On Day One of the 116th Congress, as more women and people of color than ever before poured into the House chambers to do their newly appointed jobs representing the people of The United States, a palpable shift could be felt. Rep. Nancy Pelosi called it “The People’s House.”
My friend and colleague, sex educator Marcia Baczynski said to me, “I didn’t realize how much I needed to see that.”
I continue to have moment after moment of “I didn’t realize how much I needed to see that” and the relieved outbreath that follows each time I see myself and so many diverse people represented boldly and prominently. People we are not used to seeing on the regs.
Representation is deeply important. It means something to see an image of yourself in the world, an image of someone who looks like you in all their power and glory. Bearing witness to them as they own all of who they are and accept the charge of their life’s purpose as the world watches.
Those are moments we remember. They give us hope and courage to be all of who we are.
We need those moments. It’s time for those moments.
Gratefully, as the tides are turning, we are having those moments more and more.
Had there been Ellen when I was growing up, I would have come out much earlier.
“I didn’t realize how much I needed to see that.”
The L-Word brought regular, albeit hot, lesbians to the mainstream—women from Los Angeles living and creating their lives and relationships. Crowds of us would show up at our local women’s bar for screening parties because we needed to see that.
This last year has been a watershed of IDRHMINTST moments.
Watching royal black characters in a film that honors ancestors, ritual, plant medicine, community and the African Diaspora in Black Panther shifted something in my very bones.
Damn I needed to see that. We all did.
Nearly every superhero is a white macho guy—to see superheroes who are black, gay, female—we need to have that imprint of strength and power. White hetero maleness has been the center of mythological power in our mainstream media and culture for too long.
Thank you Wonder Woman. Thank you Black Panther for chipping away at that wilding skewed centering of experience, and bringing new voices and images to light.
Crazy Rich Asians created a huge stir this year as the first all-Asian cast in a mainstream American film since Joy Luck Club over 25 years ago. Seriously?
“I didn’t realize how much I needed to see that.”
There are so many beautiful independent films about many cultures around the world that never make it to the mainstream—we need to see them. We need to see an image of the actual world, rather than the mythical one with white maleness at its center. We are resetting that myth, story by story, reaffirmation after reaffirmation of everybody else.
This last week has been a massive moment for the world, as we got to watch women in their full confidence and glory as the U.S. National Soccer Team won the Women’s World Cup, while simultaneously bringing a lawsuit against U.S. Soccer for pay discrimination.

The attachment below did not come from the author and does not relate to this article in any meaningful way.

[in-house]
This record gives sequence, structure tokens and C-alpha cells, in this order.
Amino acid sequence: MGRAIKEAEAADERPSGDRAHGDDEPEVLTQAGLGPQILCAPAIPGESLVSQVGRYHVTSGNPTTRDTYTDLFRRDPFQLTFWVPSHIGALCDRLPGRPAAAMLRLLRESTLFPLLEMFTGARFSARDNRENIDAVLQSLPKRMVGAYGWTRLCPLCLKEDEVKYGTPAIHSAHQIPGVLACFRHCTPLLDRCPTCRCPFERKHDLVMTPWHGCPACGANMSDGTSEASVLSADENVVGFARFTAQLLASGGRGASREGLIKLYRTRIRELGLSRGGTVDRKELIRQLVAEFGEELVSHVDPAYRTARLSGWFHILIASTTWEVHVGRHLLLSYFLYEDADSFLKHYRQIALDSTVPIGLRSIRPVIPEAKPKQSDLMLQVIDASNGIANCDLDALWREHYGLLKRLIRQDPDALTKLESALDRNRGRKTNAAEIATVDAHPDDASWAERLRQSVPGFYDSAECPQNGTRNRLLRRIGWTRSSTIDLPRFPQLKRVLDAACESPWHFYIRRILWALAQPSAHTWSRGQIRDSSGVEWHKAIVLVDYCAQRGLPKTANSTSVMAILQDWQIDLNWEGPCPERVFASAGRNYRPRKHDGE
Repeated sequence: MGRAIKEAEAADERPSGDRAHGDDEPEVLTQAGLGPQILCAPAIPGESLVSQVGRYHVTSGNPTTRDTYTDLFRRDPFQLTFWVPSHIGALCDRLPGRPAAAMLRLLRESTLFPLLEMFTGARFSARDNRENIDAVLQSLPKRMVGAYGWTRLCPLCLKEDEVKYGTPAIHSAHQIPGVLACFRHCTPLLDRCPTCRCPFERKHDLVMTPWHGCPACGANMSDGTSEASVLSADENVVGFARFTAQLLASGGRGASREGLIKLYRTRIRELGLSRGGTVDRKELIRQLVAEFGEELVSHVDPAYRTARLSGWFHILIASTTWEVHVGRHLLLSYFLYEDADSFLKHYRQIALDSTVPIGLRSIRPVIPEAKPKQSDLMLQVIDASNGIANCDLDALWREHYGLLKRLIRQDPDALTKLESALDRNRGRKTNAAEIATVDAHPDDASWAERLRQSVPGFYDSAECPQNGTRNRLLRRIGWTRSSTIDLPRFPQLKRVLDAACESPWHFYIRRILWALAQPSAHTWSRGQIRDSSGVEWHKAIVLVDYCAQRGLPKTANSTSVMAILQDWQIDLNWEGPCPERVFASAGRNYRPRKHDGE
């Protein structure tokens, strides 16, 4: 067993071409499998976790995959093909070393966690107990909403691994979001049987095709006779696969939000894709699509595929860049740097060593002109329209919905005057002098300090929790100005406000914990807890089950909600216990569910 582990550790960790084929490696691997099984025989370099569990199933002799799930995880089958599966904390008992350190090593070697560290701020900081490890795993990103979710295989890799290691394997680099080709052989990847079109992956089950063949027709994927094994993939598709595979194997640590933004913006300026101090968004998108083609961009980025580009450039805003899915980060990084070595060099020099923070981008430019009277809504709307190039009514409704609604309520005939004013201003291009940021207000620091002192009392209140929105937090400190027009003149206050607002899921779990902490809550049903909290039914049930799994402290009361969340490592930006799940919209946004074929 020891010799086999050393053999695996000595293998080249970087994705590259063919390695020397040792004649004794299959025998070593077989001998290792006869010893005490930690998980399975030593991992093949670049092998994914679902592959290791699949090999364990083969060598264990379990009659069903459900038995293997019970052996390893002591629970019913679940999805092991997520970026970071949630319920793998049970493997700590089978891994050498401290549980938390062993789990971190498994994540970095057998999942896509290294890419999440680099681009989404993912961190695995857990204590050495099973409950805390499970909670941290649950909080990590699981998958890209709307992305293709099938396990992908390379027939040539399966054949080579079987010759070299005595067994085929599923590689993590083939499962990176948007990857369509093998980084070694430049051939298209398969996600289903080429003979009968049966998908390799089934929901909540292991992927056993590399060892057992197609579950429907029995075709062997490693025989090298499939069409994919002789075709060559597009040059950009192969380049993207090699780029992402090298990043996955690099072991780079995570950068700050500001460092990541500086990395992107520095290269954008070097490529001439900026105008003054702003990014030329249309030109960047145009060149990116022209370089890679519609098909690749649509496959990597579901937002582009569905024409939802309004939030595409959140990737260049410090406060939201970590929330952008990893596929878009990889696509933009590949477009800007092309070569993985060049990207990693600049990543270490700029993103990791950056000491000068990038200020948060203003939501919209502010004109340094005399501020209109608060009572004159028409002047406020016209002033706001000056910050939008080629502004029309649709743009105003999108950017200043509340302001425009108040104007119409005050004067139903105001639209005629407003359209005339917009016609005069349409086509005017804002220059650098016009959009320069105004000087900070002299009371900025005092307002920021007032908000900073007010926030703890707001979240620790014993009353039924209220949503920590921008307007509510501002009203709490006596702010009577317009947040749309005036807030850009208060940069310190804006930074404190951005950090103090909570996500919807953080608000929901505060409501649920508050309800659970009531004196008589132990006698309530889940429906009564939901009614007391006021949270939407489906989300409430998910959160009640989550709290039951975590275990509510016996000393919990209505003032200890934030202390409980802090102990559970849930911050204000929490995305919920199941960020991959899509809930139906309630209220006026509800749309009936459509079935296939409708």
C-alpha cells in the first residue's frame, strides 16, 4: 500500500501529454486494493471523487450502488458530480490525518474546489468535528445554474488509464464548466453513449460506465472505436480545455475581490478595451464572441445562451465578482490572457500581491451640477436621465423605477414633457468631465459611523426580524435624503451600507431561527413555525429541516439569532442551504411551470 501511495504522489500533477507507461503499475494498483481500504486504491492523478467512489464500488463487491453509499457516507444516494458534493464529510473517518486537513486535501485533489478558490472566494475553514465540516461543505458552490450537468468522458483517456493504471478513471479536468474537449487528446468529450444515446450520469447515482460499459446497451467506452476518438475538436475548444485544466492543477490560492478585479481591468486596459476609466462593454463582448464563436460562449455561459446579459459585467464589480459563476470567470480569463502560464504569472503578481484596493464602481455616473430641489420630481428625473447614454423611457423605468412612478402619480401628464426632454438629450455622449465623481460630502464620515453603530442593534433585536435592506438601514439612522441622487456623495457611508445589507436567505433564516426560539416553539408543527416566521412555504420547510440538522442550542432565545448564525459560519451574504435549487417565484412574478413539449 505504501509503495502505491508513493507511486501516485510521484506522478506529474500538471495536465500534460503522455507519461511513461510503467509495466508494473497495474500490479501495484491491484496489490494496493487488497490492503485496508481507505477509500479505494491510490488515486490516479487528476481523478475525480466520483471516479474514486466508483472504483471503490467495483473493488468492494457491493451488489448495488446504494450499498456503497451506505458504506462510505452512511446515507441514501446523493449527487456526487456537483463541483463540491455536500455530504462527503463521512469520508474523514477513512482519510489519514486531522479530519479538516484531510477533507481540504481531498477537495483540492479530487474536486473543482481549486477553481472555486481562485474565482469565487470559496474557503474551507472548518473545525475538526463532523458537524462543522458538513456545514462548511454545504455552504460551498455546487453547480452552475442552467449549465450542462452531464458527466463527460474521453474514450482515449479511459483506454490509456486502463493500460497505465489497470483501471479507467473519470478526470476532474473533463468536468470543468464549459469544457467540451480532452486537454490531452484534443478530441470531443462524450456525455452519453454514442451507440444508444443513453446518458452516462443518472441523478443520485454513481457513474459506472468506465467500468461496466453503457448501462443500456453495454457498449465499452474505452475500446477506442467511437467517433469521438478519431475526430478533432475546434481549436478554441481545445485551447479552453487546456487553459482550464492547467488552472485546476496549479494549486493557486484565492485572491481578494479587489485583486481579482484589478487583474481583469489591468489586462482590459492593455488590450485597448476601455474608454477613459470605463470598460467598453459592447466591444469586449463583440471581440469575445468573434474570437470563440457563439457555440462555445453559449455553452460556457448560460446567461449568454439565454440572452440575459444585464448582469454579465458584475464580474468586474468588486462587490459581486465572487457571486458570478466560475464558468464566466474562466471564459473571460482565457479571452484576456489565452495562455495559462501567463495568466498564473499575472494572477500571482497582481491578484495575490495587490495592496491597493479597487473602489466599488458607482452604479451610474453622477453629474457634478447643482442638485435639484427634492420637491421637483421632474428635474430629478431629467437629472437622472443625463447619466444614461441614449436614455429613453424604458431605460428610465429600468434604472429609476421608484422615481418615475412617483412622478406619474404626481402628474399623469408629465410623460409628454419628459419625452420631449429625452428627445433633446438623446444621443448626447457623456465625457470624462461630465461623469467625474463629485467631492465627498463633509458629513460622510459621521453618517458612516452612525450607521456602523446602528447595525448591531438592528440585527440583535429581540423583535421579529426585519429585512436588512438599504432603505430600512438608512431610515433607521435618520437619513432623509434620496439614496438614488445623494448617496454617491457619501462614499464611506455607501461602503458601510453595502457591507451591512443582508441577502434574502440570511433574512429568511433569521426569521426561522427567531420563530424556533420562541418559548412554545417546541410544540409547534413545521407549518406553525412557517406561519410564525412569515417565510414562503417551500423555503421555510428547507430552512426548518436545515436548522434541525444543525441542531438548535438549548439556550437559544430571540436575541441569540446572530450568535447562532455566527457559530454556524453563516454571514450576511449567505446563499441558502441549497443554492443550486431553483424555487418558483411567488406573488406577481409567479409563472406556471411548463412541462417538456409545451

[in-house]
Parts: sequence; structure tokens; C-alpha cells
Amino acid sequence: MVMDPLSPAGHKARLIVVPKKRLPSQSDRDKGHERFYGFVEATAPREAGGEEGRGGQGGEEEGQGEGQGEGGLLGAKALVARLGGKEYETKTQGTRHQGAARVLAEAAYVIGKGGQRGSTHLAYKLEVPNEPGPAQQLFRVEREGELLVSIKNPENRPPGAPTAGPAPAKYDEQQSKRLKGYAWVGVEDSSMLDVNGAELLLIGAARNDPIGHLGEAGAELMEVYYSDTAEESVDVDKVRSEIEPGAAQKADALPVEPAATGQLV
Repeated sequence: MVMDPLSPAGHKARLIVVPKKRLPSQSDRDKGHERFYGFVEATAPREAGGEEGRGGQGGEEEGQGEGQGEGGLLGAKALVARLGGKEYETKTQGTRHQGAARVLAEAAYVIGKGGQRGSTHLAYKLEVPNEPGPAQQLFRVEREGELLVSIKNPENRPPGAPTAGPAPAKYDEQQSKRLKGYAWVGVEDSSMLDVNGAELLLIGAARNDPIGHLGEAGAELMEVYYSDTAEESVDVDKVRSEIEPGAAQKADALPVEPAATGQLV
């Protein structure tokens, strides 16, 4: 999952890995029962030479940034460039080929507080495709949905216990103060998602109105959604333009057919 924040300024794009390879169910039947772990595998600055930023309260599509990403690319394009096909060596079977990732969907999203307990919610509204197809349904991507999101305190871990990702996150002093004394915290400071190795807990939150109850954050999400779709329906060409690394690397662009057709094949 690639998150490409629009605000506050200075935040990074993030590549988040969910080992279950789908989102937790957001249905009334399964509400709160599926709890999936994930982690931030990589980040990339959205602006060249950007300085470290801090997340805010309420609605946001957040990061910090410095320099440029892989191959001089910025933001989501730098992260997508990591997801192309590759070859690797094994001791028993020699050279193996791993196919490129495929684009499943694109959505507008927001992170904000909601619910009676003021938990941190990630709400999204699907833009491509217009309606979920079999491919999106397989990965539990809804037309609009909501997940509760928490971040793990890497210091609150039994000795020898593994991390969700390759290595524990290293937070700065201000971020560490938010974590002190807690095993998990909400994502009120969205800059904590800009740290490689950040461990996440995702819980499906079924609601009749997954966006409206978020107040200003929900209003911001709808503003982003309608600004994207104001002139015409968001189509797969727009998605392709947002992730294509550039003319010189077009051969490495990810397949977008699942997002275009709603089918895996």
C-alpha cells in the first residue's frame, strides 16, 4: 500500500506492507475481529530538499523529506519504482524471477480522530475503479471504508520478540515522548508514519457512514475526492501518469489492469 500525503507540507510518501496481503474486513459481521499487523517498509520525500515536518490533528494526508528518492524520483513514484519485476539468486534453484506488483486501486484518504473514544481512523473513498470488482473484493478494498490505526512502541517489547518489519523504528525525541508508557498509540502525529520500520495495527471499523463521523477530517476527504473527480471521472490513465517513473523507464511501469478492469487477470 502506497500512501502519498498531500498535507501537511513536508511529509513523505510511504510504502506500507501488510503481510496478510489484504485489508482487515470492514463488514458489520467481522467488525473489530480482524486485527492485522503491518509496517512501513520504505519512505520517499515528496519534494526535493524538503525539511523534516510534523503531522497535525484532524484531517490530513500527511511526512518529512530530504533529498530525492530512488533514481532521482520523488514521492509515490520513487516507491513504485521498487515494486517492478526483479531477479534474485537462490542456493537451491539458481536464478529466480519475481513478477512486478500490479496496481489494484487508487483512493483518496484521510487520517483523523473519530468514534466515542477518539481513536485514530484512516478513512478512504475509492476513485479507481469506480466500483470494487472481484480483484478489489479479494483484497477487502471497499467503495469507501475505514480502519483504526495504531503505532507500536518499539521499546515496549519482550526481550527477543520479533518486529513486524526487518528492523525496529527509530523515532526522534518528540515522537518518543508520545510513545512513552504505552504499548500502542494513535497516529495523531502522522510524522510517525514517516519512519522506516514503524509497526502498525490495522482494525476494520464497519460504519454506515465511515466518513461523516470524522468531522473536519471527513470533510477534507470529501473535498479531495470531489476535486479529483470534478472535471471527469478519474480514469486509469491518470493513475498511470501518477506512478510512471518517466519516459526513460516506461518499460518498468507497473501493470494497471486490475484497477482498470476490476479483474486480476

These women are certainly fierce physically, yet emotionally, intellectually and
politically they are fortified and poised to impact the world well beyond the game of football.
Fuck yeah I wanna’ see that.
Every cell in my body has been lit up watching them play beautifully, with grace and power.
Watching them win is bigger than the game. It’s watching them shift the focus and take a platform that is theirs to speak loudly on about women, women’s sports, equality and victory.
Watching them celebrate their hard work in their wins has been glorious for all fans because it’s a win for us all. To boot, so many of them are out as lesbian/bi/queer, running to kiss their waiting girlfriends at the end of their wins.
Yeah I need to see that. We all do, so we cease this exclusive heterosexual fairy tale that doesn’t exist as gay people become as much in the fabric of mainstream culture in our wins and love as everybody else.
The critique the Women’s Soccer Team has received is exactly why we need to see their win and their celebrations. Women are so often told not to be too big, not to celebrate too brazenly, not to flaunt our talents, not to dare make a man feel small, not to make too much money, not to be too sexy, not to overshadow someone else, not to be too confident.
These women have given no fucks about their critics, and have been EVERYTHING women get to be. Their confidence is beautiful and it inspires every woman watching, and every little girl who looks up to them to be something bigger in herself, whether in playing soccer or the game of life.
We get to take up space. We get to be seen. Our experiences get to be acknowledged.
As women. As queer folks. As people of color.
We do not have the same perspectives nor privileges, and we will take what is ours.
As new media and the internet has largely democratized access to widespread
audiences and platforms, we all get to shine our stories and speak our will.
We get to create the world as we want to see it, which means we are in it.
I didn’t realize how much I needed to see that. I can’t get enough. I feel fortified every time I see the stage claimed by those of us who have been marginalized, who have been told we can’t, who have been denied access.
The male white heads in congress will continue to roll as women of color in pursuit of equality storm our house and clean it up.
And in this moment, as our women’s soccer team are the brightest stars on the globe, we get to shift the focus and the conversation to the power of women.
It’s about time we get to see that.
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We are gonna light it up—cuz we know how much we want to see that. Come get sparkly with us.